It's time to move on from non-human animal models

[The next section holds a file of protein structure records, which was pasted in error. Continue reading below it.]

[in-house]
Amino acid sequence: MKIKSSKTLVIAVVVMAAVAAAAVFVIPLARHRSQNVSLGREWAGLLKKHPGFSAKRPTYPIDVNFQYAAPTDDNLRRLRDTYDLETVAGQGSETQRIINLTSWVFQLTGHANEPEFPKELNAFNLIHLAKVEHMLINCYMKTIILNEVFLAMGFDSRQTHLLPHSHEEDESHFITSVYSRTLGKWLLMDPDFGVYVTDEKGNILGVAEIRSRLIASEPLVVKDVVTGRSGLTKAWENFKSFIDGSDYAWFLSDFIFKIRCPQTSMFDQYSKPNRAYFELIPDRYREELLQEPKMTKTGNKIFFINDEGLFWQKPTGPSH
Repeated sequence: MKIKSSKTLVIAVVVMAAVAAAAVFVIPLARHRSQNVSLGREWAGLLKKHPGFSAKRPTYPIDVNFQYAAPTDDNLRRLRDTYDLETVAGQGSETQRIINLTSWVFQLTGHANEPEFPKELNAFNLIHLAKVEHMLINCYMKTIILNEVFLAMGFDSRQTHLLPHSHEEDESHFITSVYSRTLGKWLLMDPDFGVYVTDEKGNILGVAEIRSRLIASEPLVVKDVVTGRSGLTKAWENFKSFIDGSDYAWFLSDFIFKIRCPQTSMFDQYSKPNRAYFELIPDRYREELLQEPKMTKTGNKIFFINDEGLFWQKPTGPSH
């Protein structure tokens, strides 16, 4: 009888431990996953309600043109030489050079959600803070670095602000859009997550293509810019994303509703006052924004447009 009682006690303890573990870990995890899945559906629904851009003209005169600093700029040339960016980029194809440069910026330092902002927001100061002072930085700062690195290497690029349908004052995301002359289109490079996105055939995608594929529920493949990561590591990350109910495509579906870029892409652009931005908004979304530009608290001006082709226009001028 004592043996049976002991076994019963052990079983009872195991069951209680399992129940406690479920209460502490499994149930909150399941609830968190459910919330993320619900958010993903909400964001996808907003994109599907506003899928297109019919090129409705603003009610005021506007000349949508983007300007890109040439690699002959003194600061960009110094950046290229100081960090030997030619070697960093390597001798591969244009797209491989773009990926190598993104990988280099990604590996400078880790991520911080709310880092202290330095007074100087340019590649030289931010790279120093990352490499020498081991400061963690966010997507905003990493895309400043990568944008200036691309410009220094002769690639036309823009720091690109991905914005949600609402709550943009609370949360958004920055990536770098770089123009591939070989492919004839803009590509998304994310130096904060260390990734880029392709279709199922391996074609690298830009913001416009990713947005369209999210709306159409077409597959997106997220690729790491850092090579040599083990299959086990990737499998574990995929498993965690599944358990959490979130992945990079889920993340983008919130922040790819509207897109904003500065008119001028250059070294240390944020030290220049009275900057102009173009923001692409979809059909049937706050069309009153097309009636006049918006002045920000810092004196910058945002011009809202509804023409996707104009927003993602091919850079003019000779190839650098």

Questioning non-animal models isn't simply a "radical animal rights" issue, nor about the incredible amount of nonhuman suffering and death involved or the incredible amounts of money that are spent on this sort of research. Rather, it's all about finding more effective models of human disease. Of course, we also need to learn more about diseases that negatively affect the health of nonhumans, many of which clearly affect us. And there are nonhuman diseases that don't seem to affect some species much, but clearly have the potential to become horrific human pandemics.In a 2013 essay by Bruce Goldman called "When mice mislead, medical research lands in the trap," we read, "An article in today's New York Times highlights just-published work by Massachusetts General Hospital researchers and Stanford genomics expert Ron Davis, Ph.D., in which the scientists presented 'stunning evidence that the mouse model has been totally misleading for at least three major killers—sepsis, burns, and trauma.' As a result, according to the Times article, 'years and billions of dollars have been wasted following false leads.'"